In a British Columbia study of men and women with breast cancer, men receiving mastectomies were more likely to be treated with radiation than were women.16 Men in the current study were also more likely to receive radiation following a mastectomy than were women registered in SEER and diagnosed at the same stage and years, and treated with mastectomy.
Approximately one-third of men with in situ carcinoma had nodal surgical procedures. Since nodal dissection is not indicated in DCIS for women, this may represent an overuse with the associated risks of the nodal procedure itself including lymphedema. However, 14 of 17 men who had a nodal surgical procedure had a mastectomy, considered an acceptable option.9
The use of sentinel node biopsy has not been well studied in men with breast cancer. In the current study nearly 36% of men with invasive breast cancer who had a sentinel node biopsy had at least one positive node. While Rushby found in a study of 31 men with breast cancer 61% of the sentinel nodes were positive,17 a study by Boughey reported a rate of 37%.18
Male breast cancer is largely hormone-receptor positive.7,19 Giordano reported that 81% of men had ER positive tumors, similar to this study, (83%).7 Nearly 64% of women with early stage breast cancer have ER-positive tumors, substantially lower than reported for men.20 Giordano also reported that about 37% of men overexpressed HER2, much higher than observed in our data. 7 Men with stage III breast cancer had the highest percentage of HER2-overexpression, but this was less than half that reported by Giordano, although our data are more recent and included a combination of IHC and FISH tests. This difference in hormone receptor status between men and women in breast cancer phenotype is likely related to meaningful biological variation.
Perou identified 2 subtypes of hormone receptor positive female breast cancer that have very different prognosis.21 An unanswered question is whether male breast cancer has a molecular profile similar to female hormone positive-breast cancer or whether males develop a unique subtype of hormone receptor positive breast cancer. Even if the molecular profile of male breast cancer is identical to that of female breast cancer, the hormonal milieu in men cannot be assumed to be the same as in post-menopausal women. For systemic treatment, tamoxifen is a mainstay of therapy. With the publication of studies that show a small improvement in disease free survival,22,23,24,25 AIs have become recommended adjuvant treatment in post-menopausal women.26 The current study indicates that AIs are also being used in men either as sole initial therapy or after tamoxifen. However, AIs are not the standard of care and the endocrine physiology of men and women differ; this is one instance where treating hormone positive breast cancer in men as one would in women is not scientifically supported. The hormonal effects of AIs in men have not been adequately studied. The NCCN guidelines suggest that treatment of male breast cancer should be similar to that for post-menopausal breast cancer except that the use of AIs “is ineffective without concomitant suppress of testicular steroidogenesis.” 9 A trial of AIs in healthy men demonstrating a marked increase in circulating testosterone with only a 50% decrease in estradiol is consistent with this hypothesis.27 Therefore, the benefits of AIs alone in the treatment of male breast cancer should not be extrapolated from data in females as the efficacy may vary. Some investigators have suggested administering a gonadotropin-releasing hormone concurrently with an AI in men with breast cancer, but this requires further study.28 The decrease in mortality observed with tamoxifen and the lack of a mortality decrease in men treated with an AI supports the use of tamoxifen as the hormonal agent of choice in men with breast cancer. AI should not be used for the treatment of men with breast cancer outside the context of a clinical trial. The use of AIs in men in the present study suggests that additional research into the role and effect of AIs in men with breast cancer is urgently needed.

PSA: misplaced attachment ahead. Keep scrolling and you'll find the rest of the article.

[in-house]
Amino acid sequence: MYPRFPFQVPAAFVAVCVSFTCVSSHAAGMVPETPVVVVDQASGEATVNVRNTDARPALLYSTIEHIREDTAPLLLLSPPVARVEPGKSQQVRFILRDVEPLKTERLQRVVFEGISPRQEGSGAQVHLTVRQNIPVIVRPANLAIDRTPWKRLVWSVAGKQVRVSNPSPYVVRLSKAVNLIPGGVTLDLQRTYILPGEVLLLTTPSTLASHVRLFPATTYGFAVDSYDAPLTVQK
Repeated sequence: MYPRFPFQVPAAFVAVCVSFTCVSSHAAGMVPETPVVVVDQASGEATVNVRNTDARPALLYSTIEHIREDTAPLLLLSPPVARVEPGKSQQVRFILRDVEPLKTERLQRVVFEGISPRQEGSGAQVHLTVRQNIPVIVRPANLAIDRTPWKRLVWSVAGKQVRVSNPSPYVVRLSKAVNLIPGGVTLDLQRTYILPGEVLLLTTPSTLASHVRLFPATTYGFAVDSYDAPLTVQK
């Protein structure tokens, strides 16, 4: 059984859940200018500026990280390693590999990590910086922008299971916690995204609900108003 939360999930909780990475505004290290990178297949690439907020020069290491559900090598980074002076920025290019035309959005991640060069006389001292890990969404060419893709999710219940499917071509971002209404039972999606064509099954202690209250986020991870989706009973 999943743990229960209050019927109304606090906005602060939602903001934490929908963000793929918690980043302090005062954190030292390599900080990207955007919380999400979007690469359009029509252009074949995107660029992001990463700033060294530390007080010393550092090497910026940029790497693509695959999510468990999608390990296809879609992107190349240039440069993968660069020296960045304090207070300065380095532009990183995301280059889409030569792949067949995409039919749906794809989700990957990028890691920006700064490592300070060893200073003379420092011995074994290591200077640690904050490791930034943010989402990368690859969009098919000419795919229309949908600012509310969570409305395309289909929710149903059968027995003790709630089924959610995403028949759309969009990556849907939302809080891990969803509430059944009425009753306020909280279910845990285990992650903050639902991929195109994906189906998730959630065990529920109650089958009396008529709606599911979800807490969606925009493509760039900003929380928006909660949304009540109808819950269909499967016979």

Almost 10% of men with DCIS received tamoxifen. There are no data to support the use of tamoxifen in men with in situ breast cancer. In 2000 72% of women with node negative, ER positive invasive early stage breast cancer received tamoxifen,15 about 10% more than received hormonal therapy in this male breast cancer cohort.
Few men in this study received trastuzumab. However, trastuzumab was only approved by the Federal Drug Administration for use in metastatic disease during the study period. Approval for early stage disease was not granted until November 2006.
The factors associated with chemotherapy use were those associated with prognosis. Men with an increased risk of recurrence were more likely to receive chemotherapy. Approximately 65% of women diagnosed with positive nodes and ER positive early stage breast cancer received chemotherapy 15 compared to 66% of men diagnosed at stages I-III positive nodes and ER positive/borderline tumors.The chemotherapy regimens were similar to those used in women, with anthracycline- and taxane-based regimens preferred. In addition, married men were more likely to receive chemotherapy than men who were single, widowed, divorced or separated. This “marriage” effect has been noted in other studies, but is not well understood.29,30 Perhaps it is due to the increased social support of married individuals.
The study has several limitations. Orchiectomy as a treatment option cannot be ruled out. We do not expect that orchiectomy was a major therapy for male breast cancer in 2003-2004. We did not have physician specialties which might influence therapeutic decision-making. Patient preference for therapy was unknown, although we did know whether specific treatments were refused by the patient. Follow-up time was relatively short, especially for the early stage patients, a maximum of 47 months. This may limit the findings from the mortality data.
Notwithstanding these limitations, this population-based study among men with breast cancer representing communities across the US provides a unique perspective on the treatment of this uncommon malignancy. POC studies are helpful in evaluating dissemination of clinical trials into the community practice, treatment patterns across racial/ethnic and socioeconomic groups and community practice for the treatment of rare tumors, such as male breast cancer, for which there are no evidence based treatment recommendations. Future POC studies should address: 1) AI’s with and without GnRH analogues 2) non-anthracycline, 3) molecular profiling tools, 4) hormonal therapy alone, especially lymph node negative breast cancer, 5) biological therapies and 6) the risk of osteoporosis and the use of bisphosphonates.
The authors would like to thank the SEER registries; without their participation this work could not be done.
Funding: N01-PC-35133, N01-PC-35135, N01-PC-35141, N01-PC-35136, N01-PC-35137, N01-PC-35138, N01-PC-35139, N01-PC-35142, N01-PC-35143, N01-PC-35145, N01-PC-54402, N01-PC-54403, N01-PC-54404, N01-PC-54405